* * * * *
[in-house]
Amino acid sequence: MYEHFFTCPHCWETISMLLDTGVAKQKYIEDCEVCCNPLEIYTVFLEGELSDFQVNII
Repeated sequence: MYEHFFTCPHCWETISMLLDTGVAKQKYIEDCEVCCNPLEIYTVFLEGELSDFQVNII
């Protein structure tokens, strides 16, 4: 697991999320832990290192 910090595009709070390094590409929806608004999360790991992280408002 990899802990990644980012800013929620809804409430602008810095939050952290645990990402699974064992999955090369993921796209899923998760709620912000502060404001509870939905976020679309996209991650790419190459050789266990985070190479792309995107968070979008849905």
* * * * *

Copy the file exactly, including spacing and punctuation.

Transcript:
[in-house]
Amino acid sequence: MYEHFFTCPHCWETISMLLDTGVAKQKYIEDCEVCCNPLEIYTVFLEGELSDFQVNII
Repeated sequence: MYEHFFTCPHCWETISMLLDTGVAKQKYIEDCEVCCNPLEIYTVFLEGELSDFQVNII
């Protein structure tokens, strides 16, 4: 697991999320832990290192 910090595009709070390094590409929806608004999360790991992280408002 990899802990990644980012800013929620809804409430602008810095939050952290645990990402699974064992999955090369993921796209899923998760709620912000502060404001509870939905976020679309996209991650790419190459050789266990985070190479792309995107968070979008849905």